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Colin Porter reports on the garden cultivated by members of Denbigh Men’s Shed, one of the most successful Men’s Sheds in Wales.
A few weeks ago I attended the annual meeting of Men’s Shed UK in Worcester. There are now over 400 Men’s Sheds in the UK which provide a workshop space where men (and sometimes women), usually but not exclusively of retirement age, can carry out renovation projects, craft work and community projects.
One of the projects that caught my eye was the excellent and creative display put on by the Denbigh Men’s Shed. Not only did they show me some of the craftwork they produce but they also explained that they have a garden that provides a productive and healing space for some members. This is their story.
Denbigh Men’s Shed has been in existence since 2014. It’s open 3-4 days a week, from 10 am to 2 pm, for 52 weeks a year. Their main day is a Thursday when they have between 35-40 members, ranging in age from their mid 20s to mid 80s. It’s on a Thursday that they feed an average of 28 members with a cooked lunch using as much produce from their garden as possible.
Their premises are owned by the local health board and sit in about two acres of land on the outskirts of Denbigh. There’s a main building with an arts and crafts area, pool table, piano and guitars and a large socialising room with a kitchen. In addition they have a workshop, a craft room and the garden.
A major key to its success has been the beautiful natural setting in which it sits with south facing gardens and grounds. It was in these grounds that they ran the first ever Shed Fest on World Mental Health Day in October 2015. Shed Fest is now an annual event.
Emma, who runs the garden, describes the people who make up the garden crew as a mixture of people with social anxiety, physical disabilities, learning difficulties, autism and also professionals ‘signed off’ from their careers as the result of stress.
Emma told me how the gardens help them to deal with their struggles – some relying on the garden because it’s the only thing they have going on in their lives. It can be a life-saver. This is not something she says lightly.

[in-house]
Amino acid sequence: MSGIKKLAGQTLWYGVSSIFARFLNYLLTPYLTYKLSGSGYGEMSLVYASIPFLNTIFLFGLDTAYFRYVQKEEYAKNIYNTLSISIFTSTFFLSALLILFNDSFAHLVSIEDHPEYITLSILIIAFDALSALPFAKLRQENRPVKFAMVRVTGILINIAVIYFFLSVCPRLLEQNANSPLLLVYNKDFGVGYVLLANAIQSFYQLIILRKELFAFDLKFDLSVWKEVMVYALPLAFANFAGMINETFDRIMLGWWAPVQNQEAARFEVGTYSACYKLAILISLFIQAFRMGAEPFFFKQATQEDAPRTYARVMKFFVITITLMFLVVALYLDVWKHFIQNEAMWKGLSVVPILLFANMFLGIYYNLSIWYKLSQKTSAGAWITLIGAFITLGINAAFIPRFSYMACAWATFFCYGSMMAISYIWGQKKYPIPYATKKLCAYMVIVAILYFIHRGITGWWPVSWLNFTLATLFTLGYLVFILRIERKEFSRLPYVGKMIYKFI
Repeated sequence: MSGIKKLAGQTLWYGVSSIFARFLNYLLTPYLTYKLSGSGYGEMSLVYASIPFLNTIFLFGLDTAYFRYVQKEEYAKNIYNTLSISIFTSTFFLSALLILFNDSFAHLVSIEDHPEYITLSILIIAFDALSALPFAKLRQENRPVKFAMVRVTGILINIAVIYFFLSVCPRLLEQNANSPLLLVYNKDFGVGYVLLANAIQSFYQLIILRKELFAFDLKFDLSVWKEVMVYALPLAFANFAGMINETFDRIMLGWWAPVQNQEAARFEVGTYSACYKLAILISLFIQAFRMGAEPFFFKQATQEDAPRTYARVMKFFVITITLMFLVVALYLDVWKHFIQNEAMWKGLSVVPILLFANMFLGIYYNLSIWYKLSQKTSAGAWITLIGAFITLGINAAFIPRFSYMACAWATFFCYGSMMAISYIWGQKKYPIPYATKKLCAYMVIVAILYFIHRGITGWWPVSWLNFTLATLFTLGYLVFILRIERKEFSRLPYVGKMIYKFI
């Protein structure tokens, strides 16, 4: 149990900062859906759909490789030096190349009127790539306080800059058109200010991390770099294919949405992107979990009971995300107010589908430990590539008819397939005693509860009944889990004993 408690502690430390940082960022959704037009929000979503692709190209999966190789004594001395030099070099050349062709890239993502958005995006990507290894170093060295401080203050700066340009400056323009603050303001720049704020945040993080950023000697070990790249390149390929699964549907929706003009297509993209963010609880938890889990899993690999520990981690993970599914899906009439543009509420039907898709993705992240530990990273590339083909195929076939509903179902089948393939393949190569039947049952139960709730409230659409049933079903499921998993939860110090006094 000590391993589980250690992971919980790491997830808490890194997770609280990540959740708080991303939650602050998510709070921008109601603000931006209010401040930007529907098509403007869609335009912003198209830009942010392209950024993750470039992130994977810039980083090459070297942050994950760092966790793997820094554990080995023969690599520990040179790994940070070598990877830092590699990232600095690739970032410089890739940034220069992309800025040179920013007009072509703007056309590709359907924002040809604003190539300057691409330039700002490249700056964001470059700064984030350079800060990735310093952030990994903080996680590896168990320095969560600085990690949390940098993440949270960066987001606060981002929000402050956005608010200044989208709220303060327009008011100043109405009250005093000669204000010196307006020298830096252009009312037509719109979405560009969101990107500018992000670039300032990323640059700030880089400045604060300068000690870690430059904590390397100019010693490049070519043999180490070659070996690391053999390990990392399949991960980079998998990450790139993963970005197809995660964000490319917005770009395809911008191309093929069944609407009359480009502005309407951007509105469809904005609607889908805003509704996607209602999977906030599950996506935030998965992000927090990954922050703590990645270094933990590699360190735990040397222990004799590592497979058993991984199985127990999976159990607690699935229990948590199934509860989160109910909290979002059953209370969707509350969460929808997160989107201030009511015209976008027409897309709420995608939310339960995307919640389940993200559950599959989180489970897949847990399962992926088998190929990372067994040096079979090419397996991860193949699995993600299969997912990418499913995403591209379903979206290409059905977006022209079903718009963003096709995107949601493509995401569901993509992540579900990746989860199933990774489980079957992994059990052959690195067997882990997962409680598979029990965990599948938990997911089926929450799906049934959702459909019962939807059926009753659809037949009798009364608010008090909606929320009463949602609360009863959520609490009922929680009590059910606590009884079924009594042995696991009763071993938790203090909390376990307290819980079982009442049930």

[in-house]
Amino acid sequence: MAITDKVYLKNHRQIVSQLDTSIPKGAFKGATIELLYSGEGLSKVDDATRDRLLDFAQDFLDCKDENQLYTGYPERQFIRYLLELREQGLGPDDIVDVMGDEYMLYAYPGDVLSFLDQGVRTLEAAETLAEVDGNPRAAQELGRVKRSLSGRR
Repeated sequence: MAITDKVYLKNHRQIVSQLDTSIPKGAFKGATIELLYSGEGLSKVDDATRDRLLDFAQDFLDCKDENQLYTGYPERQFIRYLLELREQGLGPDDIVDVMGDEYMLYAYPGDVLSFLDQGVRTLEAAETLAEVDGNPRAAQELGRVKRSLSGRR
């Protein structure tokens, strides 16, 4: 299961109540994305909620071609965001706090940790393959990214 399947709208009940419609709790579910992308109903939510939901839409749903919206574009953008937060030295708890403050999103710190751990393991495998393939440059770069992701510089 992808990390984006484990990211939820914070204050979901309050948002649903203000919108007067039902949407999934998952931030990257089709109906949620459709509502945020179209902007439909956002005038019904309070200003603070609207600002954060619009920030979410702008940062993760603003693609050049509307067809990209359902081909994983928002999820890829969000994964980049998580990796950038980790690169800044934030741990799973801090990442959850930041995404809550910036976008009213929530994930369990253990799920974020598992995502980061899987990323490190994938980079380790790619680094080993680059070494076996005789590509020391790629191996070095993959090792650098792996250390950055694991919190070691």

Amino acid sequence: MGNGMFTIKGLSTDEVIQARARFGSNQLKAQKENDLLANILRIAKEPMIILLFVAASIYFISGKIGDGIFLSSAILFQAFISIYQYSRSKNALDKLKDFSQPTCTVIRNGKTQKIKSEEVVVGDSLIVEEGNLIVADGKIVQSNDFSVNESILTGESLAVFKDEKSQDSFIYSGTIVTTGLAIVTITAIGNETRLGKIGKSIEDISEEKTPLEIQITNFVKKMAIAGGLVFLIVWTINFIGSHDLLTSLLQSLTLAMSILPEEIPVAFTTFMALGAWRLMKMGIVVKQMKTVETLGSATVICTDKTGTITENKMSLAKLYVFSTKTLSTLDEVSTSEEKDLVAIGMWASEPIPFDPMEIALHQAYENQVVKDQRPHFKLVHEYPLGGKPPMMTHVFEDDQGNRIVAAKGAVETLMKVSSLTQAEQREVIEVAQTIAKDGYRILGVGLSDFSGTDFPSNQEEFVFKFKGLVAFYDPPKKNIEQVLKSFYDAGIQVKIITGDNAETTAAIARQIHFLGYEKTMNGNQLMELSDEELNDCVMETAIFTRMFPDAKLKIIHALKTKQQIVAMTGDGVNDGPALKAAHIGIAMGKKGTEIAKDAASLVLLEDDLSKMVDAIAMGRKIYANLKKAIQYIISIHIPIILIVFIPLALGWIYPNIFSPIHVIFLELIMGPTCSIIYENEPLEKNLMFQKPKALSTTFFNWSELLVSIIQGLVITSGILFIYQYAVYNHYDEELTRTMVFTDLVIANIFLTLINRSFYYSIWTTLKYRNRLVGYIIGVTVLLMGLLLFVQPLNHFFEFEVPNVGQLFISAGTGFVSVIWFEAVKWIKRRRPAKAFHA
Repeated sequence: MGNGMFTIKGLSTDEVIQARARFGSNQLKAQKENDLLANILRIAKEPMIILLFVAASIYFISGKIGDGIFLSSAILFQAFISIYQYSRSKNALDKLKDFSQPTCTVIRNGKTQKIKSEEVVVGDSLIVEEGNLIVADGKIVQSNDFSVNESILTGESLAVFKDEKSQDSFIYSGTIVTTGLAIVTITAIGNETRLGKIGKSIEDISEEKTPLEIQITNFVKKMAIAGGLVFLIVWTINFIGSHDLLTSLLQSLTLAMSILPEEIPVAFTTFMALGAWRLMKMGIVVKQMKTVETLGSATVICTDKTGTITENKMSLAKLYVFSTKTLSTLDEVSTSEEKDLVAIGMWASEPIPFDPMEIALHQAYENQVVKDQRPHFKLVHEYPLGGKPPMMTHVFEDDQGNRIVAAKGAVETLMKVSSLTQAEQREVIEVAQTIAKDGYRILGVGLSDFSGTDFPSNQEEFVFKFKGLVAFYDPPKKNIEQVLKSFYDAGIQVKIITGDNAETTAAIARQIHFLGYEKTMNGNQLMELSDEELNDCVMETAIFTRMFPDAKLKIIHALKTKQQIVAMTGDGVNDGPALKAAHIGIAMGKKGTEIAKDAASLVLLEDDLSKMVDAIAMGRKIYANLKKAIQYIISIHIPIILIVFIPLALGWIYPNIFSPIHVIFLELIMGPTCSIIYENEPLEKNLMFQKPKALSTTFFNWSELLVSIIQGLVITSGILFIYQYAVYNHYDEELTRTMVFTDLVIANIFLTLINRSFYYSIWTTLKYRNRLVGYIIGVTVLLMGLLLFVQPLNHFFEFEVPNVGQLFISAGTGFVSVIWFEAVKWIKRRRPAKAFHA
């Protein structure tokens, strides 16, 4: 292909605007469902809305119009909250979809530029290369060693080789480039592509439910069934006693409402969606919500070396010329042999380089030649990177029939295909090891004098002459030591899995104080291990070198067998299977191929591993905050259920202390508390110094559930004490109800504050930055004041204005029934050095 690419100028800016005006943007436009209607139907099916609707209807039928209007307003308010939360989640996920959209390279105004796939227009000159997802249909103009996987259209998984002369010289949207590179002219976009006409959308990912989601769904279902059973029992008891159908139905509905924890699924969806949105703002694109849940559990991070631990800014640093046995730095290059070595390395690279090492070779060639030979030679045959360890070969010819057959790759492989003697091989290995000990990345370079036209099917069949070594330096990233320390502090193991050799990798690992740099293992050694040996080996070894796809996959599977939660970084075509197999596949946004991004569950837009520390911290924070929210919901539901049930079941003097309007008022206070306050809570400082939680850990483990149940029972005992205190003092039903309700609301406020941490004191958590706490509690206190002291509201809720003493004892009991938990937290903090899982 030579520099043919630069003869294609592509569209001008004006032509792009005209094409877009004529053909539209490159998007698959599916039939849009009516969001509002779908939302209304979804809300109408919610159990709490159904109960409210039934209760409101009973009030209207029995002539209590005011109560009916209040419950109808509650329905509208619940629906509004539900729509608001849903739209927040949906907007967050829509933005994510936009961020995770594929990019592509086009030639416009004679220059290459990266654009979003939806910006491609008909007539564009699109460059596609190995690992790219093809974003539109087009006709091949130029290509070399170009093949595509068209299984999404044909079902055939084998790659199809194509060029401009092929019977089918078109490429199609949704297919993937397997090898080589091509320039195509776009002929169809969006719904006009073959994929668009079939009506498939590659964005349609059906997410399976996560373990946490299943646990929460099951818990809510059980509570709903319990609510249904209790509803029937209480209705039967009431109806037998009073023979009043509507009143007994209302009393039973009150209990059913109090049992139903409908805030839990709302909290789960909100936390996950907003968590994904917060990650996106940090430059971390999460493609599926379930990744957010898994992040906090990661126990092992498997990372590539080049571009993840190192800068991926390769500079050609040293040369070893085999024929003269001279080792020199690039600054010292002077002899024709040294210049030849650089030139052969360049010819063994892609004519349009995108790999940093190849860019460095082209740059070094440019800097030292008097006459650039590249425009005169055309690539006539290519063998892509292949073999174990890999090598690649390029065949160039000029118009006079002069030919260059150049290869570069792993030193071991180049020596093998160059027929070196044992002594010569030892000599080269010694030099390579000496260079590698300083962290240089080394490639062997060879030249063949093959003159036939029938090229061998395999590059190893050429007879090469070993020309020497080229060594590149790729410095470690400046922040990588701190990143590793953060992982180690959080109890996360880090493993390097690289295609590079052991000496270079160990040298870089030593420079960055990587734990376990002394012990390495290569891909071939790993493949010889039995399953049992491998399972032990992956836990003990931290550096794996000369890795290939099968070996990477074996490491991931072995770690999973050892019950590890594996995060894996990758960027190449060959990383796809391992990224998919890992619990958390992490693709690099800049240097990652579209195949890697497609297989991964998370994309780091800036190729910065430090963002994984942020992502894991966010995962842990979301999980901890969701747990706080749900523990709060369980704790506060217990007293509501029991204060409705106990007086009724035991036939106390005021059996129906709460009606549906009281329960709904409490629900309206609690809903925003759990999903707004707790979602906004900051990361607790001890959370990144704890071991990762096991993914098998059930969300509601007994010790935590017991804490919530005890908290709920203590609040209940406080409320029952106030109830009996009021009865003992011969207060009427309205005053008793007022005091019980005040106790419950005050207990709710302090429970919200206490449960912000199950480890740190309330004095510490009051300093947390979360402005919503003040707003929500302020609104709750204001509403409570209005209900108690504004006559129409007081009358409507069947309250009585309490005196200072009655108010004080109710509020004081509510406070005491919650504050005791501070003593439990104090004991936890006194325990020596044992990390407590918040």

In the last year they’ve built a 20 x 20 foot community wellbeing shed from reclaimed materials and locally sourced timber. They’ve also replaced the old rotten shed, and built two living willow shelters, bug hotels, bird and bat boxes. A very generous grant from the local town council has enabled them to buy a 20 x 10 foot polytunnel, extending the productivity of their garden.
The garden has nine main plots, three herb gardens and one wildflower patch. They harvest their own seeds and have recently planted more than 20 donated fruit bushes.
Almost all the produce grown in the gardens is used to feed the members on a Thursday but some is also available to be bought for a donation. Some members take vegetables home to make their own meals. As Emma says, ‘ we support a lot of vulnerable people on very low incomes, so every little helps.
From my first meeting with Emma, I very quickly recognised her as the genuine article. Emma had her own mental health struggles in the past but as we agreed, ‘what doesn’t break you makes you stronger’. The work she does and the positive collective achievements of all the people involved is testimony to the fact that, although gardens and nature are a gift we sometimes lose sight of, they are always there to rediscover.
There are many different kinds of gardens and landscapes that facilitate health and wellbeing. The network embraces all projects and examples ranging from hospices, hospitals, care homes, clinics, prisons, community gardens, cancer centres as well as nature based therapeutic work such as Ecopsychology and horticulture therapy. Landscape is taken in its broadest sense, embracing the natural and designed environment, highlighting its many relationships to human health and wellbeing.